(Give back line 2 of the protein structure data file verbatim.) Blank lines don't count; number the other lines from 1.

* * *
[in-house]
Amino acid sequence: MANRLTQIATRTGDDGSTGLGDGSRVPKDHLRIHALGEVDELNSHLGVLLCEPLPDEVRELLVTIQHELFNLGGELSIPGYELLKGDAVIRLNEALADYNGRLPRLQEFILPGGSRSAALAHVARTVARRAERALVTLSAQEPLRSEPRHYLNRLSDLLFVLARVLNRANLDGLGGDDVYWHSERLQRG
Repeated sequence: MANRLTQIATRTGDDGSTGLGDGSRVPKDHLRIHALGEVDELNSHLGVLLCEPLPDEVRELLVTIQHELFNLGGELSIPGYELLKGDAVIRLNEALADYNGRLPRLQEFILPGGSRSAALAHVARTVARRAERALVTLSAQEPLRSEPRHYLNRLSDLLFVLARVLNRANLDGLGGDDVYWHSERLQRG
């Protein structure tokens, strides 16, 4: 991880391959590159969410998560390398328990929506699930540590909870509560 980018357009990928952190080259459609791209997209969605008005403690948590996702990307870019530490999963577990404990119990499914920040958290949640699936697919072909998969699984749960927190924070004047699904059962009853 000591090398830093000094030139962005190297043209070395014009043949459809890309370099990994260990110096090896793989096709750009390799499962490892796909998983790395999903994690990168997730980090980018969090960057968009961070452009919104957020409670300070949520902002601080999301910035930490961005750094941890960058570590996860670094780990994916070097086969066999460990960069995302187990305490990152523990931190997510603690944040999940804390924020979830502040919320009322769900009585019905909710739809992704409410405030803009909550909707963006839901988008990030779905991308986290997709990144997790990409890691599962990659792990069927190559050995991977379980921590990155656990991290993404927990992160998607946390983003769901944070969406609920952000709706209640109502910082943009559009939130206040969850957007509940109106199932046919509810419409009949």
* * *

Amino acid sequence: MANRLTQIATRTGDDGSTGLGDGSRVPKDHLRIHALGEVDELNSHLGVLLCEPLPDEVRELLVTIQHELFNLGGELSIPGYELLKGDAVIRLNEALADYNGRLPRLQEFILPGGSRSAALAHVARTVARRAERALVTLSAQEPLRSEPRHYLNRLSDLLFVLARVLNRANLDGLGGDDVYWHSERLQRG